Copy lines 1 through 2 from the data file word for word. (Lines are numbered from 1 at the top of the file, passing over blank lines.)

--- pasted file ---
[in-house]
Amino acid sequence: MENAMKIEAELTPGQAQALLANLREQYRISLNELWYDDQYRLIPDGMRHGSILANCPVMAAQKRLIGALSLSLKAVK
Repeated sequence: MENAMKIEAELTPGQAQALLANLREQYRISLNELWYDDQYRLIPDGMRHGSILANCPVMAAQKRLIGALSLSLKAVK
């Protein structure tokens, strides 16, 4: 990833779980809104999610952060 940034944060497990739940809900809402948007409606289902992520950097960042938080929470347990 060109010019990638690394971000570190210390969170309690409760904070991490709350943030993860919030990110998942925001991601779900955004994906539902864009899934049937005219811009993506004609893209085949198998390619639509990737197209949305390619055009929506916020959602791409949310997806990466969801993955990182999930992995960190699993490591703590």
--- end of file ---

[in-house]
Amino acid sequence: MENAMKIEAELTPGQAQALLANLREQYRISLNELWYDDQYRLIPDGMRHGSILANCPVMAAQKRLIGALSLSLKAVK